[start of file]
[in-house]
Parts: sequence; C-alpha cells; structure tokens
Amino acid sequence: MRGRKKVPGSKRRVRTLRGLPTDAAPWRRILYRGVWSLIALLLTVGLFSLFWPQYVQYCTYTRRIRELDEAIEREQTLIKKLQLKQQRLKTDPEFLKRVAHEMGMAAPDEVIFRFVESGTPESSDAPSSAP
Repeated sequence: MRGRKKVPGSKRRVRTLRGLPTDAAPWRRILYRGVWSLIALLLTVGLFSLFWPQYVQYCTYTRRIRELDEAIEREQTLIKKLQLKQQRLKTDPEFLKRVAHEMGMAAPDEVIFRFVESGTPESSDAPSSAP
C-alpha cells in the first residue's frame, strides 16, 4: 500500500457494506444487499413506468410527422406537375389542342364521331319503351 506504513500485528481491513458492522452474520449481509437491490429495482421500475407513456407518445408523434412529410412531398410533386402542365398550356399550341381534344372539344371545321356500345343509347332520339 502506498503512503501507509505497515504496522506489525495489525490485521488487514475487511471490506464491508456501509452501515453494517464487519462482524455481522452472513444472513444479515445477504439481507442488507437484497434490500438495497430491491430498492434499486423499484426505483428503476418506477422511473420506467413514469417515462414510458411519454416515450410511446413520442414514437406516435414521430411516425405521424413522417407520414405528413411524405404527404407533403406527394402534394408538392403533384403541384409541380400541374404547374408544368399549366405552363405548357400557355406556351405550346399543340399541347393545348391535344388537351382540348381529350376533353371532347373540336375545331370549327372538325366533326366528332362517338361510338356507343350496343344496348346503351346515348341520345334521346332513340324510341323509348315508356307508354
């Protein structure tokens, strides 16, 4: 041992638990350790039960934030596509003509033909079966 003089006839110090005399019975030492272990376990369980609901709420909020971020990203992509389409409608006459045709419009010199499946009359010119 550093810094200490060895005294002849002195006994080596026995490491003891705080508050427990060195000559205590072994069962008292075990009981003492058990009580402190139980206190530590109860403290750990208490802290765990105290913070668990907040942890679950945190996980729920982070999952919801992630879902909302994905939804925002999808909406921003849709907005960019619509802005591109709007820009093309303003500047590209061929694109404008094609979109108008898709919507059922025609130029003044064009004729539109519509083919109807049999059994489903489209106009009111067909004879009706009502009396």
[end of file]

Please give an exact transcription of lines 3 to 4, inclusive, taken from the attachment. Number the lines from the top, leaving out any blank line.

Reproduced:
Amino acid sequence: MRGRKKVPGSKRRVRTLRGLPTDAAPWRRILYRGVWSLIALLLTVGLFSLFWPQYVQYCTYTRRIRELDEAIEREQTLIKKLQLKQQRLKTDPEFLKRVAHEMGMAAPDEVIFRFVESGTPESSDAPSSAP
Repeated sequence: MRGRKKVPGSKRRVRTLRGLPTDAAPWRRILYRGVWSLIALLLTVGLFSLFWPQYVQYCTYTRRIRELDEAIEREQTLIKKLQLKQQRLKTDPEFLKRVAHEMGMAAPDEVIFRFVESGTPESSDAPSSAP